Under the previous tax code, charitable giving was fairly straightforward. For most of our clients, a dollar in charitable donations offset a dollar in income, reducing the income tax by the marginal tax rate for the federal and state level. With the recently passed legislation, far fewer tax payers will have such a simple donation/income offset because far fewer tax payers will itemize deductions. The higher standard deduction ($12,000 individual, $24,000 married filing jointly) coupled with the state and local tax cap of $10,000 and elimination of miscellaneous itemized deductions will mean that deductible expenses will have to cross a higher threshold before they have a direct impact on reducing taxes.
Three strategies can help charitably-minded taxpayers to optimize their tax outcomes while continuing to support the organizations that rely on their generosity.
Using this strategy, individuals predetermine whether a given year is an “itemizing” year or a “standard deduction” year. In “itemizing” years, charitable contributions are accelerated. In “standard” years, contributions are deferred. For example, if an individual determines 2018 is a “standard” year and 2019 is an “itemizing” year, the 2018 year-end contributions would be postponed until January 2019, while the 2019 year-end contributions would still be made in December 2019 – effectively having two years of contributions on the 2019 tax return.
Donor Advised Funds
When combined with charitable bunching, donor advised funds allow clients to bunch several years’ worth of contributions onto one tax return. This may be especially useful if a taxpayer has a one-time income event (such as a business sale). Using either cash or appreciated securities, taxpayers can fund an account that is to be used only for charitable purposes and get the tax benefits in the year the account is funded. Yet the distributions to charity can happen at a future date. In bunching with a donor advised fund, the taxpayer gets the benefit of itemized deductions in a high-tax year while the organizations get the benefit of annual gifts received at the direction of the account holder.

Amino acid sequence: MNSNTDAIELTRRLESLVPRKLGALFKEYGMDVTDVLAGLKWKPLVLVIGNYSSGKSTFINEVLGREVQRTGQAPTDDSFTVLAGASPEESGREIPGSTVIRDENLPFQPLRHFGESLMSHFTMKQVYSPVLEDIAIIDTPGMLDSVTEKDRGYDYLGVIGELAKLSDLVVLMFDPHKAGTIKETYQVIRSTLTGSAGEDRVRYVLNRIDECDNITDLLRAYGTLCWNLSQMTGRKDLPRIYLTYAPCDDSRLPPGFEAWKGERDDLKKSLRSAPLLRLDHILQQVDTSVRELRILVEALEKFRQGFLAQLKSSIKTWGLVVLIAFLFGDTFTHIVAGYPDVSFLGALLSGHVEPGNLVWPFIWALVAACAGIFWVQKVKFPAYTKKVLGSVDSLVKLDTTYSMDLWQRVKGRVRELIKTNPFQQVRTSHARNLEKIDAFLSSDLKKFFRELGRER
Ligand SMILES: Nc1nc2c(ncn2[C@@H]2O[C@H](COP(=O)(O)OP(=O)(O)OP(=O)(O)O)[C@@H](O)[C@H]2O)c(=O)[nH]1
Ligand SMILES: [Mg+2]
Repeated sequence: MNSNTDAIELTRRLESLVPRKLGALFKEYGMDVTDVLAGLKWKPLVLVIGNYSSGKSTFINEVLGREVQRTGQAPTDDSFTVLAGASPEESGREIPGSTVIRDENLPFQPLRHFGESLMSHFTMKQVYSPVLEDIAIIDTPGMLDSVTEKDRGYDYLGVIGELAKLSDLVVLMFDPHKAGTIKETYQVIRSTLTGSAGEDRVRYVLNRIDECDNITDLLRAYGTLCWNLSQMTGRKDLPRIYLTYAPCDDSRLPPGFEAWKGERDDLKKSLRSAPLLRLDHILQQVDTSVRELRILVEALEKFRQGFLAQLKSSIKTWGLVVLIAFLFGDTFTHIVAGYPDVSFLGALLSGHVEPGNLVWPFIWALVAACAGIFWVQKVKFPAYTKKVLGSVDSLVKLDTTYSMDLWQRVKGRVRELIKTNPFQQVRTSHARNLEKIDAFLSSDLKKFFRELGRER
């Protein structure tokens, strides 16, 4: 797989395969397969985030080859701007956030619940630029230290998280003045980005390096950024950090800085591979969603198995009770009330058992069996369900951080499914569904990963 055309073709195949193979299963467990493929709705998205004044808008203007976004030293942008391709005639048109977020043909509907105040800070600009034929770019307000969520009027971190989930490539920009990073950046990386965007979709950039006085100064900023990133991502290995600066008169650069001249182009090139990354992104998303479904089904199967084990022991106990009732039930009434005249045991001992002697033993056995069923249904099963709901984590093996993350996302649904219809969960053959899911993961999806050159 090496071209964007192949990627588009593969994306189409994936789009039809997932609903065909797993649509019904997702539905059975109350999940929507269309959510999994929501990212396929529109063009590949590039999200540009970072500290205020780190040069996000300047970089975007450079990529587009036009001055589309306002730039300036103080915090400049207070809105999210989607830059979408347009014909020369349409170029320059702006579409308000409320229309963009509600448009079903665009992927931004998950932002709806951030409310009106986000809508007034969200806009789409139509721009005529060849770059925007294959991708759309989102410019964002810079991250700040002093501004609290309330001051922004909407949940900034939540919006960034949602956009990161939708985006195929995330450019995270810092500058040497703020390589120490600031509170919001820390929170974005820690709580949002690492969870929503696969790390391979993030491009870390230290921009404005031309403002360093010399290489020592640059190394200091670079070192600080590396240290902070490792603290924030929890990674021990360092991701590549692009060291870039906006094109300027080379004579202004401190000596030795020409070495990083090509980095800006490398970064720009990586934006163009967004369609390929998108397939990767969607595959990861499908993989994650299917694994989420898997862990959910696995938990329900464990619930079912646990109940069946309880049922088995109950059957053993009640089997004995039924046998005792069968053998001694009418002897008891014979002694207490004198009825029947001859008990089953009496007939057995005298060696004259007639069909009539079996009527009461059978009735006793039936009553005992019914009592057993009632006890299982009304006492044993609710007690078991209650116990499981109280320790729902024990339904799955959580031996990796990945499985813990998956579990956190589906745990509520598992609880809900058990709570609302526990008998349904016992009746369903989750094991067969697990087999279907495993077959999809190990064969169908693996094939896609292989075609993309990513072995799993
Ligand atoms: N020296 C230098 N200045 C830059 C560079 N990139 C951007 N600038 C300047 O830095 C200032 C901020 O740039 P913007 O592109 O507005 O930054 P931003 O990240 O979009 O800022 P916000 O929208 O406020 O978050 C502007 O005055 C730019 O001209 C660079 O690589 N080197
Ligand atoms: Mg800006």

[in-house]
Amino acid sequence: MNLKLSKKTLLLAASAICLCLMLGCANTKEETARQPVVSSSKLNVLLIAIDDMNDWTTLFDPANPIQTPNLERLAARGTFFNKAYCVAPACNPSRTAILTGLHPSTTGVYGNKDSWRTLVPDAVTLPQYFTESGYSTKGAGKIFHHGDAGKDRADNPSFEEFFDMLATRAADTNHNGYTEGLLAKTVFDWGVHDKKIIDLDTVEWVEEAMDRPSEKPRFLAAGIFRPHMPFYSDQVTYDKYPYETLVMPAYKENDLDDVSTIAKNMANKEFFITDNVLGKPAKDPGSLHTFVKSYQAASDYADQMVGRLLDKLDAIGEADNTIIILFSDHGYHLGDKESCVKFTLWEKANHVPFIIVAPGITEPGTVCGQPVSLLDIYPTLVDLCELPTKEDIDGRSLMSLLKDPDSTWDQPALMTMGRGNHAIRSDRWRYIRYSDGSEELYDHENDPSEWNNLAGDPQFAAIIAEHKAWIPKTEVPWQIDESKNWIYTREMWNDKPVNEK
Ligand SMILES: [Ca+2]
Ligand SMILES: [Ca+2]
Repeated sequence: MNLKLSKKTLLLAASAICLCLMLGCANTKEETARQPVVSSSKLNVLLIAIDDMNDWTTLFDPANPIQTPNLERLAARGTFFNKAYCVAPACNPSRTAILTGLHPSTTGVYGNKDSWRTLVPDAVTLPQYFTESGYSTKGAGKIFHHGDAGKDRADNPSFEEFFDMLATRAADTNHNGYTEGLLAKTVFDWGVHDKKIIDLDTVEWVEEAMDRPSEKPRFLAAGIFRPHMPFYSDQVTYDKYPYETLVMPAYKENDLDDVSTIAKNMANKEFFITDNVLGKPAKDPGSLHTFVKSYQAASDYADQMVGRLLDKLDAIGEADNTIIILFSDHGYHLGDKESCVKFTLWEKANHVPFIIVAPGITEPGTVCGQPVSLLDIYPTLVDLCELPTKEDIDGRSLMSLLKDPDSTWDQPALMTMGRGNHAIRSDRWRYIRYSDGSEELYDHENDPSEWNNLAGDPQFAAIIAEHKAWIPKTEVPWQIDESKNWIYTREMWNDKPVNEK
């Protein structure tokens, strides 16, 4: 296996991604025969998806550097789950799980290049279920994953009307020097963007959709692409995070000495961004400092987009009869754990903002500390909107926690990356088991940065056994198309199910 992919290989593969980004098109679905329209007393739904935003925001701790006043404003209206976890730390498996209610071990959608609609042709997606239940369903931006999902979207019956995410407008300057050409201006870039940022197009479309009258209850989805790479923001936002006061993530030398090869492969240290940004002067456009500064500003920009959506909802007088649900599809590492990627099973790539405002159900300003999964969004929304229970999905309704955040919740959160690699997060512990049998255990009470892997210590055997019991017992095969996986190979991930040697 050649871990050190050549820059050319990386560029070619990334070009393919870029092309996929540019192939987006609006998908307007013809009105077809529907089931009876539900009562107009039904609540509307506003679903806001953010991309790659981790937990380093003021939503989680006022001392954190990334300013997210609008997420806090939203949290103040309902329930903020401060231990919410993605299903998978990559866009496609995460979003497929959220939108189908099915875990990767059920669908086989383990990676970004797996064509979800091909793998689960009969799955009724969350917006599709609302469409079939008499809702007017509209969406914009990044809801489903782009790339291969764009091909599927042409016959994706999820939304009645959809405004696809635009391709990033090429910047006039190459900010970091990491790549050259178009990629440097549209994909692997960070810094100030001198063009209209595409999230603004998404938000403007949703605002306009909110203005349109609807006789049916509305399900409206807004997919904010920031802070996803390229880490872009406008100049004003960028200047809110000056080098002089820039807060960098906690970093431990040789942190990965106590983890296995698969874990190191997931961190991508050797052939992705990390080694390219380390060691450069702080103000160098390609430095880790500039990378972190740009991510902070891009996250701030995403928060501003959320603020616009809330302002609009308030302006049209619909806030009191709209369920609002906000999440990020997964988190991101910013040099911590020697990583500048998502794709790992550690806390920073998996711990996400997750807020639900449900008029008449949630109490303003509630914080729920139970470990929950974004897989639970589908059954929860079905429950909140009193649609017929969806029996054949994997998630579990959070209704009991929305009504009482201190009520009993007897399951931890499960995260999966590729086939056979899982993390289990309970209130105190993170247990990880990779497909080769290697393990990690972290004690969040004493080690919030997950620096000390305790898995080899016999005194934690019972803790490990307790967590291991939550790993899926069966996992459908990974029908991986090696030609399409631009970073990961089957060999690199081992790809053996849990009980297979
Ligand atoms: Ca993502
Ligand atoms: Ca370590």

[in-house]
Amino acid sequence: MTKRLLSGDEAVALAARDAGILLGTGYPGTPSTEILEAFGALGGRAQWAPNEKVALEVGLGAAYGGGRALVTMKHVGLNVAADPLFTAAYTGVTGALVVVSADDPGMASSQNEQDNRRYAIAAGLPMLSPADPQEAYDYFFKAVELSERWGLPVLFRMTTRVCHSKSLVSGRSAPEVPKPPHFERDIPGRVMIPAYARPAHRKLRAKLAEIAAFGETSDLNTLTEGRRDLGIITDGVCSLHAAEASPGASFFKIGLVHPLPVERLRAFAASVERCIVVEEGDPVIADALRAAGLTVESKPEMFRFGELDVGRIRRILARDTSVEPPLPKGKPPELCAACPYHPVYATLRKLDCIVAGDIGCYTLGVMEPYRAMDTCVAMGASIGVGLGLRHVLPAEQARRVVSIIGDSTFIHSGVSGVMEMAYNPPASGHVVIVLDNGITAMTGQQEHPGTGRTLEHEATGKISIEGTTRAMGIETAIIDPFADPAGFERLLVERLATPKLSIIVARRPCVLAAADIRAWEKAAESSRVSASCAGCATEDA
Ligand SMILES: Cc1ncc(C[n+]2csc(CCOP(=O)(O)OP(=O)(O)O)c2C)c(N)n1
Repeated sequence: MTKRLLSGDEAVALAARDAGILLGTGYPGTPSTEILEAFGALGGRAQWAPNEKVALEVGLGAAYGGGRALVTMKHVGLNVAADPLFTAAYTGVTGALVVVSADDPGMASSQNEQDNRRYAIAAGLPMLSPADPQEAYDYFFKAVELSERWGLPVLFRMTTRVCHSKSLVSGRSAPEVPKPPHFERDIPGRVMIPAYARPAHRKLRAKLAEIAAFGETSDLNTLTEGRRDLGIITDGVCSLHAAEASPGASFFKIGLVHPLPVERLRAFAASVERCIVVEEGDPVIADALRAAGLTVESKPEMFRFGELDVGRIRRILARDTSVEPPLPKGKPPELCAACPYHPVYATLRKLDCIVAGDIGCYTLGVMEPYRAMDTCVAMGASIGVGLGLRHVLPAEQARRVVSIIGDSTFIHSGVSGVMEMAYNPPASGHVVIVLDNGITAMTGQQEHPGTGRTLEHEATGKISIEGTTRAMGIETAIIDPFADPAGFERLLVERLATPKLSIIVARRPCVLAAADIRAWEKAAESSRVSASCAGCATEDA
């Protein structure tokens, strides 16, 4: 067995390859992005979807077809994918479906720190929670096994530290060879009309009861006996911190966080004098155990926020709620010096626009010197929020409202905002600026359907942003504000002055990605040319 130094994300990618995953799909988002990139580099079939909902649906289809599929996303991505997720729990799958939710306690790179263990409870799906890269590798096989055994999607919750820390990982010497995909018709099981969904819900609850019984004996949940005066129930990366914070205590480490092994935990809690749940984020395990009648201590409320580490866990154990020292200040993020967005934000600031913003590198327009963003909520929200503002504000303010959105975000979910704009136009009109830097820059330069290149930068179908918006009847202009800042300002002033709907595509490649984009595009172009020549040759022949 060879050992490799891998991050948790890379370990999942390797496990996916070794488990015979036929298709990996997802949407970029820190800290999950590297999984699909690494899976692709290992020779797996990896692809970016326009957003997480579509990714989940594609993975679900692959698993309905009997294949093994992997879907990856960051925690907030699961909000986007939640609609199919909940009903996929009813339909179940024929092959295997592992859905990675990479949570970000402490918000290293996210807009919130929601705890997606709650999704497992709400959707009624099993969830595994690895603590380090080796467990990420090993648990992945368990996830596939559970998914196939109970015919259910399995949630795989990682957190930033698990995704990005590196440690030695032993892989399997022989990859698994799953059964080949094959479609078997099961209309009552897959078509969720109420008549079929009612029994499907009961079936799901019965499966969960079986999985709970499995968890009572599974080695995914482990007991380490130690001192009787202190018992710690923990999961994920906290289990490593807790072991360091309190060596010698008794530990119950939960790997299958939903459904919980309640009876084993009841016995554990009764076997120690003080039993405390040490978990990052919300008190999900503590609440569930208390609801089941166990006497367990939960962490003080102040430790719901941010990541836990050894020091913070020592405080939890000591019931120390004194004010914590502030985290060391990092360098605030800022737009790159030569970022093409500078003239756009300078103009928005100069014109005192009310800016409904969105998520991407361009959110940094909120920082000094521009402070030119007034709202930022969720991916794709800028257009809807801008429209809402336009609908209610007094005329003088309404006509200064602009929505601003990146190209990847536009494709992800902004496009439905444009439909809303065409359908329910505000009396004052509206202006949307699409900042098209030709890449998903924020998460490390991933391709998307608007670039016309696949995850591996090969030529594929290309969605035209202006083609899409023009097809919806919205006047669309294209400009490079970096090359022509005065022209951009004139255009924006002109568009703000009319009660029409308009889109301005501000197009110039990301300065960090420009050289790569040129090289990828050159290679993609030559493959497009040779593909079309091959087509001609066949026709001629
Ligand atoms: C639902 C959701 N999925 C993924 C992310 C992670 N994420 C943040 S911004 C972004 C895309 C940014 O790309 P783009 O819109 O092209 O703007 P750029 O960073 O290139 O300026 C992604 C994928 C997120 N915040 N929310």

Qualified Charitable Distributions (QCDs)
Taxpayers who are required to make distributions from their IRAs due to reaching age 70 ½ can instead have those distributions directed to qualified charities. In doing so, the taxpayer does not realize the income they would otherwise put on page one of their tax return. QCDs are limited to the amount of the Required Minimum Distributions (RMDs) for a given year and cannot be “bunched.” QCDs allow for tax deductibility of contributions in standard deduction years.
Depending on individual circumstances and goals, any one of these strategies alone or all three of them combined, can help taxpayers achieve their planning objectives while optimizing taxes.